BC’s real estate watchdog sues Real Estate Council for refusing to discipline Realtor

By ThinkPol Staff

British Columbia’s Superintendent of Real Estate is suing the province’s Real Estate Council after the body that licences province’s realtors refused to discipline a licensee.

The Office of the Superintendent of Real Estate (OSRE) was setup in 2004 to ensure to protect public interest in real estate dealings, and its oversight responsibilities include ensuring that complaints against licensees under the various real estate related acts are considered “fully, fairly and in an even-handed manner.”

On March 6, 2017, Garry and Wendy Lowe complained to the OSRE regarding a February 9, 2017 decision of the Real Estate Council’s complaints committee, the statement of claim filed at the BC Supreme Court in Vancouver[1]THE SUPERINTENDENT OF REAL ESTATE vs THE REAL ESTATE COUNCIL OF BRITISH COLUMBIA VLC-S-S-180169

The Committee had allegedly advised the Lowes that it would not pursue any disciplinary action against Rodger Peterson, a licensee, in relation to an aborted real estate transaction impacting the Lowes, the complaint states.

After reviewing the Lowes’ original complaint, the Superintendent, Micheal Noseworthy, determined it was in the public interest to direct the Real Estate Council to issue a notice of discipline hearing regarding the Lowes’ complaint and informed the Council accordingly on June 8, 2017, according to the lawsuit.
The complaint alleges that on September 19, 2017, Erin Seeley, Executive Officer of the Real Estate Council, responded, indicate the Council’s refusal to follow the Superintendent’s direction, asserting that the Council was functus officio.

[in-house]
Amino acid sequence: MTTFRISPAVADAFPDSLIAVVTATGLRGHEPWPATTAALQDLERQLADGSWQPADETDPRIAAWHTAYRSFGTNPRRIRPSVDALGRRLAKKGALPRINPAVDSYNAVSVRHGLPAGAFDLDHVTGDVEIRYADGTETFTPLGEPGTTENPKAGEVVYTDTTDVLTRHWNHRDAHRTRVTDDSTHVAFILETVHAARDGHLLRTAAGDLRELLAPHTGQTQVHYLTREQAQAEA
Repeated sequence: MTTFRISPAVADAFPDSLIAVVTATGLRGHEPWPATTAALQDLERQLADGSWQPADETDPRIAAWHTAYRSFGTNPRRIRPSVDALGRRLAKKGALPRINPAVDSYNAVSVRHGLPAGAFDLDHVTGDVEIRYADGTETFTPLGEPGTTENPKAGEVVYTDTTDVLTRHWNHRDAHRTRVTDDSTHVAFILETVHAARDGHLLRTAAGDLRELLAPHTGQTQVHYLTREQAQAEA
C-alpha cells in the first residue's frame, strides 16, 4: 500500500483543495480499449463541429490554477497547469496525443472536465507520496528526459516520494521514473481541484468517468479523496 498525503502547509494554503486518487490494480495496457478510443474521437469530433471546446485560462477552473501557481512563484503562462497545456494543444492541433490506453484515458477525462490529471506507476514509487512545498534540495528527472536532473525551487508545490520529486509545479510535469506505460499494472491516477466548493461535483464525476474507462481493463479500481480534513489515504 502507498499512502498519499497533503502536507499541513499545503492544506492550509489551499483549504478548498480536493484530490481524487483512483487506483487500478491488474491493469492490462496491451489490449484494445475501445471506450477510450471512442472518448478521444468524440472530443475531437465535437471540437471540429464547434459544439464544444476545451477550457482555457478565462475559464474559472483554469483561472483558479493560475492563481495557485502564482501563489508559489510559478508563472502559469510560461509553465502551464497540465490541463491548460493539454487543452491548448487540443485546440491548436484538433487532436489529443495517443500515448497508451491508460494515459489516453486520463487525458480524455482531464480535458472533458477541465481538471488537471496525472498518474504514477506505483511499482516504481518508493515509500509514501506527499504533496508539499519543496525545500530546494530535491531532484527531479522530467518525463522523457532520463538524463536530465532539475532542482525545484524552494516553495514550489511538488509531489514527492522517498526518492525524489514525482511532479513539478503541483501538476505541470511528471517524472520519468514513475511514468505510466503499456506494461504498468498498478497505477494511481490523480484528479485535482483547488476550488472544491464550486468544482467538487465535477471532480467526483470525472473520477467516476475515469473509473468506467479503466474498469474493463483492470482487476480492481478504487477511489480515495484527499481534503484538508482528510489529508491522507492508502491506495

The legal doctrine of functus officio, Latin for “having performed his or her office”, means that “once a board or tribunal has made a decision it has fulfilled its statutory duty and has no further ability to consider the case.”

By September 25, 2017, sent by counsel for the Superintendent, Ms. Joni Worton, responded to Ms. Seeley re-iterating the Superintendent’s expectation, according to the court documents.

“It seems an impossible position to take that the Superintendent could not require the Council to issue a Notice of Hearing in circumstances where the Superintendent is of the opinion that the Council has not, or may not have, appropriately or properly considered a file that has been closed at the earliest of stages; particularly given the express statutory language of RESA,” Ms. Worton wrote the Council.
According to the lawsuit, On September 27, 2017, Ms. Jean Whittow, Q.C., counsel for the Real Estate Council, responded to Ms. Worton, stating as follows:

“The Council has carefully considered the points raised in your letter. The Council respectfully disagrees with your client’s analysis and its position is unchanged.”

The Superintendent is seeking a mandamus compelling the Council to issue a notice of discipline hearing into the Lowes’ complaint .

“The evidence establishes that the Real Estate Council refused to comply with multiple requests made by the Superintendent to issue a notice of discipline hearing to Mr. Peterson,” the counsel for the OSRE assert. “The Council’s refusal was unequivocal and deliberate, despite there being no legitimate basis on which it could be maintained.”

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